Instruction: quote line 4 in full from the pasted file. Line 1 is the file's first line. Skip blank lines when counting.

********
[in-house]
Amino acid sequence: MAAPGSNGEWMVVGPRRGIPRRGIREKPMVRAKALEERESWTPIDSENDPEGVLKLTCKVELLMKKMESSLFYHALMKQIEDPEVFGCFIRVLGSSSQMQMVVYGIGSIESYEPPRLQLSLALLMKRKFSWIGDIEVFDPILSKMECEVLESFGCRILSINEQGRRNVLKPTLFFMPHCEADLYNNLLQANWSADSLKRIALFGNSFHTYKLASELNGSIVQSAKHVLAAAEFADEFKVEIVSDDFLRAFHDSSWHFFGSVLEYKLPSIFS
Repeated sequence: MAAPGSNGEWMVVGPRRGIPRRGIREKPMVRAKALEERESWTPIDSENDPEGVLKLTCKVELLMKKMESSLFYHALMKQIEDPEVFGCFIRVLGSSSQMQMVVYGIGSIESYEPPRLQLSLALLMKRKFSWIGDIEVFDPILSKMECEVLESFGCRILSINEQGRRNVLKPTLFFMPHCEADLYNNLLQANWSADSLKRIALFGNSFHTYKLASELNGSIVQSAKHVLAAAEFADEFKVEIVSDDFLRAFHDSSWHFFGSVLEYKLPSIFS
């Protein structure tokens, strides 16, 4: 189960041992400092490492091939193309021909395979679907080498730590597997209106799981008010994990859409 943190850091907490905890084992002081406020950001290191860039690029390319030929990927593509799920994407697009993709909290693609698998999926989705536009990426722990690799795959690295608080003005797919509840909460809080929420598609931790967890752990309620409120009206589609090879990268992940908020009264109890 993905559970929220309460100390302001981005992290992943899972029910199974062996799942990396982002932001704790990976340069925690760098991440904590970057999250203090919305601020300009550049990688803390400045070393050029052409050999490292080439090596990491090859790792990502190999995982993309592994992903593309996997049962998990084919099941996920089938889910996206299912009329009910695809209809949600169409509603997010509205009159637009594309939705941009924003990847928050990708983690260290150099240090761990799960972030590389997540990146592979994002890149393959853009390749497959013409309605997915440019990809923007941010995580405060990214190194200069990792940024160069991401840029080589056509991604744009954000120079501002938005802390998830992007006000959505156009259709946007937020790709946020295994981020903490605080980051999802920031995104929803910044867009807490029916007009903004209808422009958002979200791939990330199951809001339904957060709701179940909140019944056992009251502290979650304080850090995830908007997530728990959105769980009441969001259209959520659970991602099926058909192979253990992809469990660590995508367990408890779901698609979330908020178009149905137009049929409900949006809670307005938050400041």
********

């Protein structure tokens, strides 16, 4: 189960041992400092490492091939193309021909395979679907080498730590597997209106799981008010994990859409 943190850091907490905890084992002081406020950001290191860039690029390319030929990927593509799920994407697009993709909290693609698998999926989705536009990426722990690799795959690295608080003005797919509840909460809080929420598609931790967890752990309620409120009206589609090879990268992940908020009264109890 993905559970929220309460100390302001981005992290992943899972029910199974062996799942990396982002932001704790990976340069925690760098991440904590970057999250203090919305601020300009550049990688803390400045070393050029052409050999490292080439090596990491090859790792990502190999995982993309592994992903593309996997049962998990084919099941996920089938889910996206299912009329009910695809209809949600169409509603997010509205009159637009594309939705941009924003990847928050990708983690260290150099240090761990799960972030590389997540990146592979994002890149393959853009390749497959013409309605997915440019990809923007941010995580405060990214190194200069990792940024160069991401840029080589056509991604744009954000120079501002938005802390998830992007006000959505156009259709946007937020790709946020295994981020903490605080980051999802920031995104929803910044867009807490029916007009903004209808422009958002979200791939990330199951809001339904957060709701179940909140019944056992009251502290979650304080850090995830908007997530728990959105769980009441969001259209959520659970991602099926058909192979253990992809469990660590995508367990408890779901698609979330908020178009149905137009049929409900949006809670307005938050400041």